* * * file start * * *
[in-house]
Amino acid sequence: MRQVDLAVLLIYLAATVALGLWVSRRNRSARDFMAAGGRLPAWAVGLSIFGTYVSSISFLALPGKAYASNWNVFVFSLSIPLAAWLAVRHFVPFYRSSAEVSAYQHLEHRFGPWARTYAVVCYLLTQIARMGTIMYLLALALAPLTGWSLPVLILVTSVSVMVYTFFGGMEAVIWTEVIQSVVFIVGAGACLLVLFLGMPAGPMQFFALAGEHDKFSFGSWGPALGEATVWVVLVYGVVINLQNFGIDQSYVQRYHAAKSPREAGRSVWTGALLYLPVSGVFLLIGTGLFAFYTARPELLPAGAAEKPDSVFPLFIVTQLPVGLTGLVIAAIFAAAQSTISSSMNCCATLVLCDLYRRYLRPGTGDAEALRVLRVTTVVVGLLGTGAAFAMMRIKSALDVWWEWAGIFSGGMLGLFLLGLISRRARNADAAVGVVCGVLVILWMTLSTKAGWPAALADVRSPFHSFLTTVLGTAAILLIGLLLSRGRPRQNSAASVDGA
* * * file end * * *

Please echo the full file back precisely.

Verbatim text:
[in-house]
Amino acid sequence: MRQVDLAVLLIYLAATVALGLWVSRRNRSARDFMAAGGRLPAWAVGLSIFGTYVSSISFLALPGKAYASNWNVFVFSLSIPLAAWLAVRHFVPFYRSSAEVSAYQHLEHRFGPWARTYAVVCYLLTQIARMGTIMYLLALALAPLTGWSLPVLILVTSVSVMVYTFFGGMEAVIWTEVIQSVVFIVGAGACLLVLFLGMPAGPMQFFALAGEHDKFSFGSWGPALGEATVWVVLVYGVVINLQNFGIDQSYVQRYHAAKSPREAGRSVWTGALLYLPVSGVFLLIGTGLFAFYTARPELLPAGAAEKPDSVFPLFIVTQLPVGLTGLVIAAIFAAAQSTISSSMNCCATLVLCDLYRRYLRPGTGDAEALRVLRVTTVVVGLLGTGAAFAMMRIKSALDVWWEWAGIFSGGMLGLFLLGLISRRARNADAAVGVVCGVLVILWMTLSTKAGWPAALADVRSPFHSFLTTVLGTAAILLIGLLLSRGRPRQNSAASVDGA